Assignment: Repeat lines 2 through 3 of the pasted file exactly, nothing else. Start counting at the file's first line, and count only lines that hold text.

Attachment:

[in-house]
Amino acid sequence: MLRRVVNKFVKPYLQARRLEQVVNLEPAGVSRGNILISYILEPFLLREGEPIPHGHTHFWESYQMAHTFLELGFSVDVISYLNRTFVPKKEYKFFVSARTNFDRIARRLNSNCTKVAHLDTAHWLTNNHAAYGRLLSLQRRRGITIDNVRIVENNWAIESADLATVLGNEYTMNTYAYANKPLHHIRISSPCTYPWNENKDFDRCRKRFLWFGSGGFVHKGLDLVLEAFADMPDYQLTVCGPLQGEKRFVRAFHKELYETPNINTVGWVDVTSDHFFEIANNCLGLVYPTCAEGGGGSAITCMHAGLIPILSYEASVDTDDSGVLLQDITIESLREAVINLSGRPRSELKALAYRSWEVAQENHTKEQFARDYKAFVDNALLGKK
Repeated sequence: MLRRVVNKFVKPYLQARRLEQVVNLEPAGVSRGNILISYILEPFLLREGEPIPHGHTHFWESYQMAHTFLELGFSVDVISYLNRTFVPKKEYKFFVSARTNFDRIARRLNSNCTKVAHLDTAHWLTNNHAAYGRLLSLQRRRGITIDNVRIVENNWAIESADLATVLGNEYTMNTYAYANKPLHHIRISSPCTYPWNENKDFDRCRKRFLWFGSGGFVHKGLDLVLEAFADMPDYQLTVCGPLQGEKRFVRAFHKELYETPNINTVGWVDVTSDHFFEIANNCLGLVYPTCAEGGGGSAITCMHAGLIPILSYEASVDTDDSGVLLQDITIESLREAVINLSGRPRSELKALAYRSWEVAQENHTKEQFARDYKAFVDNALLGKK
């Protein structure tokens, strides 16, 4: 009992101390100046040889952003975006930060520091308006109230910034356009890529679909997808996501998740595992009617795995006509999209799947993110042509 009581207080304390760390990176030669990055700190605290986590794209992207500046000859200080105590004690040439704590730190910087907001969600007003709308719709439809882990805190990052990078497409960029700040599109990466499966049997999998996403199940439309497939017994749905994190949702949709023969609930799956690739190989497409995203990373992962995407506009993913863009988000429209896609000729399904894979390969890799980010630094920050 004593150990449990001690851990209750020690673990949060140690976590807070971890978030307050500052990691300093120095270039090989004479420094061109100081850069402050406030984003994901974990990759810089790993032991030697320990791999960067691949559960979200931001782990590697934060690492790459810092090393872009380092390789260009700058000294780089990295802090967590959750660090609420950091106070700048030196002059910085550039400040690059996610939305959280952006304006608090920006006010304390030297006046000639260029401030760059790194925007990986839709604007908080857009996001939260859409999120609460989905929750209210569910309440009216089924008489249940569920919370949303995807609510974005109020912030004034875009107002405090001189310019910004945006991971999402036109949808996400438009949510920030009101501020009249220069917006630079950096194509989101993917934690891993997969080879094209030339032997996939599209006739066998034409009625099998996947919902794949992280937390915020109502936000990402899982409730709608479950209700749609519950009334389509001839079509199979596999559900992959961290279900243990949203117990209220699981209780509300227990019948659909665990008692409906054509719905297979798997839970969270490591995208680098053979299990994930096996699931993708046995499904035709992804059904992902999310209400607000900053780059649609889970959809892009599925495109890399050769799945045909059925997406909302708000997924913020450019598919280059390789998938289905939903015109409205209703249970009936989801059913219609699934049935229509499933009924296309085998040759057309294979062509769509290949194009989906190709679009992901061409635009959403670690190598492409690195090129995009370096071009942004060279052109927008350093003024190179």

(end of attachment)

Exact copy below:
Amino acid sequence: MLRRVVNKFVKPYLQARRLEQVVNLEPAGVSRGNILISYILEPFLLREGEPIPHGHTHFWESYQMAHTFLELGFSVDVISYLNRTFVPKKEYKFFVSARTNFDRIARRLNSNCTKVAHLDTAHWLTNNHAAYGRLLSLQRRRGITIDNVRIVENNWAIESADLATVLGNEYTMNTYAYANKPLHHIRISSPCTYPWNENKDFDRCRKRFLWFGSGGFVHKGLDLVLEAFADMPDYQLTVCGPLQGEKRFVRAFHKELYETPNINTVGWVDVTSDHFFEIANNCLGLVYPTCAEGGGGSAITCMHAGLIPILSYEASVDTDDSGVLLQDITIESLREAVINLSGRPRSELKALAYRSWEVAQENHTKEQFARDYKAFVDNALLGKK
Repeated sequence: MLRRVVNKFVKPYLQARRLEQVVNLEPAGVSRGNILISYILEPFLLREGEPIPHGHTHFWESYQMAHTFLELGFSVDVISYLNRTFVPKKEYKFFVSARTNFDRIARRLNSNCTKVAHLDTAHWLTNNHAAYGRLLSLQRRRGITIDNVRIVENNWAIESADLATVLGNEYTMNTYAYANKPLHHIRISSPCTYPWNENKDFDRCRKRFLWFGSGGFVHKGLDLVLEAFADMPDYQLTVCGPLQGEKRFVRAFHKELYETPNINTVGWVDVTSDHFFEIANNCLGLVYPTCAEGGGGSAITCMHAGLIPILSYEASVDTDDSGVLLQDITIESLREAVINLSGRPRSELKALAYRSWEVAQENHTKEQFARDYKAFVDNALLGKK